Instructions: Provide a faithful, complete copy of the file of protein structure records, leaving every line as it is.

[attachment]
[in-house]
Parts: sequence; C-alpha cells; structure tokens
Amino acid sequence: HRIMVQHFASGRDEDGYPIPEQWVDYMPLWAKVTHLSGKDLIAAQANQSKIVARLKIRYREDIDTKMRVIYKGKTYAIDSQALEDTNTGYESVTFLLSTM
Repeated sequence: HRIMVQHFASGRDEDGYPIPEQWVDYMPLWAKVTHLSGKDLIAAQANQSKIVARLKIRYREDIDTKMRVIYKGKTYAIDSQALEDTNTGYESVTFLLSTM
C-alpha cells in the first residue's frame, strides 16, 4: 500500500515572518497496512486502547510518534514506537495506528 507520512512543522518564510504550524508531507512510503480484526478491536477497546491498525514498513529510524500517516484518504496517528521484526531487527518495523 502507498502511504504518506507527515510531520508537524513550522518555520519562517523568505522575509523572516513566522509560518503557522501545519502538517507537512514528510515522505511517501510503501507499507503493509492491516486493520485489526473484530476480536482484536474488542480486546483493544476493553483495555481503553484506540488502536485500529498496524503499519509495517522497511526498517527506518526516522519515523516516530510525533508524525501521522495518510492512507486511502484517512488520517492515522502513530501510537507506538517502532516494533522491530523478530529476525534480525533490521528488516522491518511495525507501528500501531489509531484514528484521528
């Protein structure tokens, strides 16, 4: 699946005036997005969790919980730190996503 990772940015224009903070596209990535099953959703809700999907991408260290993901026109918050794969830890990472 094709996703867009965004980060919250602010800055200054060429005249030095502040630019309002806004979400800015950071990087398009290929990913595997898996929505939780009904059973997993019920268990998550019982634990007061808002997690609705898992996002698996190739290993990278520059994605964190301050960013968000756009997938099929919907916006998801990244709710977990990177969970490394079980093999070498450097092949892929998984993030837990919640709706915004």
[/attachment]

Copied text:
[in-house]
Parts: sequence; C-alpha cells; structure tokens
Amino acid sequence: HRIMVQHFASGRDEDGYPIPEQWVDYMPLWAKVTHLSGKDLIAAQANQSKIVARLKIRYREDIDTKMRVIYKGKTYAIDSQALEDTNTGYESVTFLLSTM
Repeated sequence: HRIMVQHFASGRDEDGYPIPEQWVDYMPLWAKVTHLSGKDLIAAQANQSKIVARLKIRYREDIDTKMRVIYKGKTYAIDSQALEDTNTGYESVTFLLSTM
C-alpha cells in the first residue's frame, strides 16, 4: 500500500515572518497496512486502547510518534514506537495506528 507520512512543522518564510504550524508531507512510503480484526478491536477497546491498525514498513529510524500517516484518504496517528521484526531487527518495523 502507498502511504504518506507527515510531520508537524513550522518555520519562517523568505522575509523572516513566522509560518503557522501545519502538517507537512514528510515522505511517501510503501507499507503493509492491516486493520485489526473484530476480536482484536474488542480486546483493544476493553483495555481503553484506540488502536485500529498496524503499519509495517522497511526498517527506518526516522519515523516516530510525533508524525501521522495518510492512507486511502484517512488520517492515522502513530501510537507506538517502532516494533522491530523478530529476525534480525533490521528488516522491518511495525507501528500501531489509531484514528484521528
């Protein structure tokens, strides 16, 4: 699946005036997005969790919980730190996503 990772940015224009903070596209990535099953959703809700999907991408260290993901026109918050794969830890990472 094709996703867009965004980060919250602010800055200054060429005249030095502040630019309002806004979400800015950071990087398009290929990913595997898996929505939780009904059973997993019920268990998550019982634990007061808002997690609705898992996002698996190739290993990278520059994605964190301050960013968000756009997938099929919907916006998801990244709710977990990177969970490394079980093999070498450097092949892929998984993030837990919640709706915004």